Good reasons abound to travel by dogsled into the boundary waters. One is to see the stark results of a wildfire. Another is to savor silence. And a final one: to feel that whoosh.
IN THE BOUNDARY WATERS
CANOE AREA WILDERNESS
Stu McEntyre hadn't been up this way in a long time. Nor had I. We had parked our rigs just off Hwy. 1, the stretch of blacktop that connects Ely with the North Shore. This was the other day, and the sky hung low and gray.
We had wanted to run Stu's dogs into the boundary waters to see some different country. Usually by now we've been up to Knife Lake for lake trout. Following a team of dogs is a good way to spend a winter's day, and jigging up a fish or two through a couple of feet of ice adds to the excitement.
But a lack of snow had turned the trail to Knife Lake into a sled-breaker this winter. Stu has found some good fishing up Basswood way, and we could have angled in that direction. But we decided instead to run the dogs into a portion of the 90,000 wilderness acres that burned last summer, starting at Pagami Creek.
People who harness dogs as routinely in winter as Stu does find the quiet movement of sleds over snow quite addicting. Understandably so. All tails and tongues, my motley crew, once harnessed, pulled happily, following Stu's, while alongside us, red and white pine, jack pine, black spruce, aspen and birch passed in a blur.
A mile or so distant, we saw an otter's trail winding deeply into the woods. Also, in the manner of signposts, wolf markings appeared on the trail's sides, while to our amazement we saw an old set of moose tracks, and occasionally those of a deer. Hares seemed regular visitors here, their imprints grown oversized by the sun's heat, while above us, occasionally, beat the wings of a raven. "You doing OK?''
Stu had stopped to rearrange something in his team's rigging, a reminder that asking 10 dogs to play nicely while pulling cheerfully toward an unknown fate can be akin to herding butterflies.
Years ago, when I lived in Ely, Stu was a young musher whose winters were consumed by the pursuit of fast dogs and distant races. Others might have preferred beaches. But Stu and his pal Don Beland were keen instead on subzero mornings, frozen water buckets, hard-starting trucks, frigid Alaskan villages and the dream of someday winning the Iditarod.
Nowadays Stu's ambitions play out more locally. But he still keeps a few dozen dogs, and in winter he runs trips into the boundary waters with clients who come from as far away as Europe and Japan. To these wilderness interlopers, open spaces and running dogs seem somehow a distant notion, and often included in their happy rewards is wild rice soup heated over a campfire built in snow. Some trips are overnight, some not. Whatever: The clamor of everyday life is set aside in favor of the whoosh of sleds skimming atop snow.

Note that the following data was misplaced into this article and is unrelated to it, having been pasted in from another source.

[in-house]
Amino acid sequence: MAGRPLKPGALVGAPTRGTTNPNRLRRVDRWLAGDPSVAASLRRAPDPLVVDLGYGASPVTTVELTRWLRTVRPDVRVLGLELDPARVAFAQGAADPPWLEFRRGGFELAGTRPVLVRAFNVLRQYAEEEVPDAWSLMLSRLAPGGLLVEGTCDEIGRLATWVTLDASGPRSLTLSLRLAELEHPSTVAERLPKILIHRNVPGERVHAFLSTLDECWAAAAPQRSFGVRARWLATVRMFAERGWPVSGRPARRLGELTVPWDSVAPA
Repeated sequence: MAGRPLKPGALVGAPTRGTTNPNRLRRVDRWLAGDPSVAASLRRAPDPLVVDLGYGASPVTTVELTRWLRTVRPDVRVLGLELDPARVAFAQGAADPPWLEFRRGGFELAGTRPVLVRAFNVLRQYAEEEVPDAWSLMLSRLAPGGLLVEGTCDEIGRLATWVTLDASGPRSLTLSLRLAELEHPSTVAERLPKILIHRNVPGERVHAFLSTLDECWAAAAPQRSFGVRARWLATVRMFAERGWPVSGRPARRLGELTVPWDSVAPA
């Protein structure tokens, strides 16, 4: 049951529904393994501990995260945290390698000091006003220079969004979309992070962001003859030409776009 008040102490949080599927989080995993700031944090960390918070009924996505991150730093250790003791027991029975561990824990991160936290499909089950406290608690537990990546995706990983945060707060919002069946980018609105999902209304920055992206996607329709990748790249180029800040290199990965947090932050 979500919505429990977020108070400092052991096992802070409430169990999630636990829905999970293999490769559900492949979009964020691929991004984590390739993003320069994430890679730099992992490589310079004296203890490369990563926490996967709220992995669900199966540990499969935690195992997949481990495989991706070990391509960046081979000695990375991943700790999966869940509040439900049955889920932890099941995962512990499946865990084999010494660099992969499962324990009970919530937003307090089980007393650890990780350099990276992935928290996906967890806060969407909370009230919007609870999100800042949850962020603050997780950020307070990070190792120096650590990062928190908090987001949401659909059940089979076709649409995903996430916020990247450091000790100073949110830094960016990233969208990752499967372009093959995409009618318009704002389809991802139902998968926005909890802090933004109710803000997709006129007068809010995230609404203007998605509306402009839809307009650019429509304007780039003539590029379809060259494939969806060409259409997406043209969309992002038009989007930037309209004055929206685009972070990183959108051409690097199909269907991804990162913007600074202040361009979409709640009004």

• • •
The living forest soon enough gave way to the charred remains of last summer's fire. The power of the big blaze could be seen not only in the blackened trees that stood unending like ghoulish sentries but in the vast mishmashes of those that were toppled, roots and all, by the fire's whirlwinds.
Only limited travel is allowed by the Forest Service in the burn area this winter, and as Stu and I followed our dogs onto a narrow trail leading onto Isabella Lake, we were quite alone.
Featured on the path were low-hanging branches, and as I crouched below one, shifting my weight, I threw the dogs a curveball that they gladly returned, fish-tailing me trailside in a jumble of arms and legs.
Up ahead, Stu stopped the team, and as I trudged to catch up, two of my dogs exchanged what appeared to me to be high-fives.
Already last fall, grass grew in many areas that the fire ravaged, and this summer, plant regeneration will accelerate. Aspens will sucker from their root systems, providing some of the quickest regrowth. Birches will reseed through the air. While the cones of jack, white and red pines seared by the fire will begin the century-long process of rebuilding the same mix of woodlands the voyageurs came upon long ago, and Native Americans before them.
In all, 110 campsites were overrun by the fire, and the Forest Service hopes to have most rebuilt by the May 12 fishing opener.
"In some cases we'll have erosion or other problems, and we'll be looking at alternative sites, if possible,'' said Mark Van Every, district forest ranger in Ely. "We'll have a large Forest Service crew in the area in April, and probably another crew in the first part of May. The goal is to be ready for fishing season.''
On Isabella, windblown snow dragged on our sleds, slowing our progress. Surrounding us, or nearly so, was a ghost forest, and in time we bent our sleds in a long arch toward a distant shore, looking for a place to eat lunch.
"Let's heat up some soup,'' Stu said.
We staked the dogs and settled in. Even surrounded by so many burned trees, the distillation of everything in black and white seemed a pretty picture, an observation made more so when we ladled wild rice soup into paper bowls and cradled in our hands cups of hot cider.
When the sun had swung well past the day's midpoint, we hitched the dogs again. Long shadows would soon creep across this big country.
Yipping and howling, the dogs knew they were headed home.
Stu loaded his sled. I loaded mine. Then we pulled from the lake's surface the big hooks, or snow brakes, that held the sleds in place
Throwing themselves against their traces, the dogs were free to run once more.
We were off.
Dennis Anderson • email@example.com
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Poll: Should the lake where the albino muskie was caught remain a mystery?